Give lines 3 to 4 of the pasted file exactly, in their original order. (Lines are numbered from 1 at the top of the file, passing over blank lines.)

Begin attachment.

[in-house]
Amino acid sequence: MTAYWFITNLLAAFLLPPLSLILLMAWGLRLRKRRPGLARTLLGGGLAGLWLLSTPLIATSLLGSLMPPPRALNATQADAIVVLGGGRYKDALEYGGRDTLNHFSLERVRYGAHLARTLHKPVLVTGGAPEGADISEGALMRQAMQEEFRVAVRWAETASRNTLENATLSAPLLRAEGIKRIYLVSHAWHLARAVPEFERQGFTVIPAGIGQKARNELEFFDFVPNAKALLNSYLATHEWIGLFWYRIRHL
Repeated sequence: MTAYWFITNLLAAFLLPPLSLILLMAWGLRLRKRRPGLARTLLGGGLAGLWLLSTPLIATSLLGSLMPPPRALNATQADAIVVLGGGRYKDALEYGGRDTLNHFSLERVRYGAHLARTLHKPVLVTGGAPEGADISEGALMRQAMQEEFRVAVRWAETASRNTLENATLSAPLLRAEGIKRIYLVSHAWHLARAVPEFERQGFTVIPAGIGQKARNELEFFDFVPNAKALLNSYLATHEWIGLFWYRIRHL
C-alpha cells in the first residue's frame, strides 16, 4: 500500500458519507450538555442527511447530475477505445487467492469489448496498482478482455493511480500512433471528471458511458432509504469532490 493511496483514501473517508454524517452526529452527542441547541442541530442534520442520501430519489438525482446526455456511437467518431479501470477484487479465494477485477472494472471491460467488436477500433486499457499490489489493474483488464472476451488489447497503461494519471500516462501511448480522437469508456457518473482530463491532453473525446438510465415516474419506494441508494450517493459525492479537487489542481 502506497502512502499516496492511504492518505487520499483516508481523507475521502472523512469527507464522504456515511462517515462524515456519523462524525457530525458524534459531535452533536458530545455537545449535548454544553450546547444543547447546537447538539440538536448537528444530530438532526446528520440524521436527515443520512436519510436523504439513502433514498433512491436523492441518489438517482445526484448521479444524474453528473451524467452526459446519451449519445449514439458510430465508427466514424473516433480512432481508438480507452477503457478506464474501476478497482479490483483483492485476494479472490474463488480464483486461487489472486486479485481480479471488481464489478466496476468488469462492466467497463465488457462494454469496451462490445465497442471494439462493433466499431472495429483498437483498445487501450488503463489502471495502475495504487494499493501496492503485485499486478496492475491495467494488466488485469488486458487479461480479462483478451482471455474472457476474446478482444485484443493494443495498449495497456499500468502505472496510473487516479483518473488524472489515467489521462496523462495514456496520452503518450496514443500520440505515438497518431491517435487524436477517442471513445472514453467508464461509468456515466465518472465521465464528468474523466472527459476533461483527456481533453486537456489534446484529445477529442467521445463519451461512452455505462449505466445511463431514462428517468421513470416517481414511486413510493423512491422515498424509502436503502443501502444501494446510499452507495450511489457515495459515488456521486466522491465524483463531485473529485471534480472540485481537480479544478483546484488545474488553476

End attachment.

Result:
Repeated sequence: MTAYWFITNLLAAFLLPPLSLILLMAWGLRLRKRRPGLARTLLGGGLAGLWLLSTPLIATSLLGSLMPPPRALNATQADAIVVLGGGRYKDALEYGGRDTLNHFSLERVRYGAHLARTLHKPVLVTGGAPEGADISEGALMRQAMQEEFRVAVRWAETASRNTLENATLSAPLLRAEGIKRIYLVSHAWHLARAVPEFERQGFTVIPAGIGQKARNELEFFDFVPNAKALLNSYLATHEWIGLFWYRIRHL
C-alpha cells in the first residue's frame, strides 16, 4: 500500500458519507450538555442527511447530475477505445487467492469489448496498482478482455493511480500512433471528471458511458432509504469532490 493511496483514501473517508454524517452526529452527542441547541442541530442534520442520501430519489438525482446526455456511437467518431479501470477484487479465494477485477472494472471491460467488436477500433486499457499490489489493474483488464472476451488489447497503461494519471500516462501511448480522437469508456457518473482530463491532453473525446438510465415516474419506494441508494450517493459525492479537487489542481 502506497502512502499516496492511504492518505487520499483516508481523507475521502472523512469527507464522504456515511462517515462524515456519523462524525457530525458524534459531535452533536458530545455537545449535548454544553450546547444543547447546537447538539440538536448537528444530530438532526446528520440524521436527515443520512436519510436523504439513502433514498433512491436523492441518489438517482445526484448521479444524474453528473451524467452526459446519451449519445449514439458510430465508427466514424473516433480512432481508438480507452477503457478506464474501476478497482479490483483483492485476494479472490474463488480464483486461487489472486486479485481480479471488481464489478466496476468488469462492466467497463465488457462494454469496451462490445465497442471494439462493433466499431472495429483498437483498445487501450488503463489502471495502475495504487494499493501496492503485485499486478496492475491495467494488466488485469488486458487479461480479462483478451482471455474472457476474446478482444485484443493494443495498449495497456499500468502505472496510473487516479483518473488524472489515467489521462496523462495514456496520452503518450496514443500520440505515438497518431491517435487524436477517442471513445472514453467508464461509468456515466465518472465521465464528468474523466472527459476533461483527456481533453486537456489534446484529445477529442467521445463519451461512452455505462449505466445511463431514462428517468421513470416517481414511486413510493423512491422515498424509502436503502443501502444501494446510499452507495450511489457515495459515488456521486466522491465524483463531485473529485471534480472540485481537480479544478483546484488545474488553476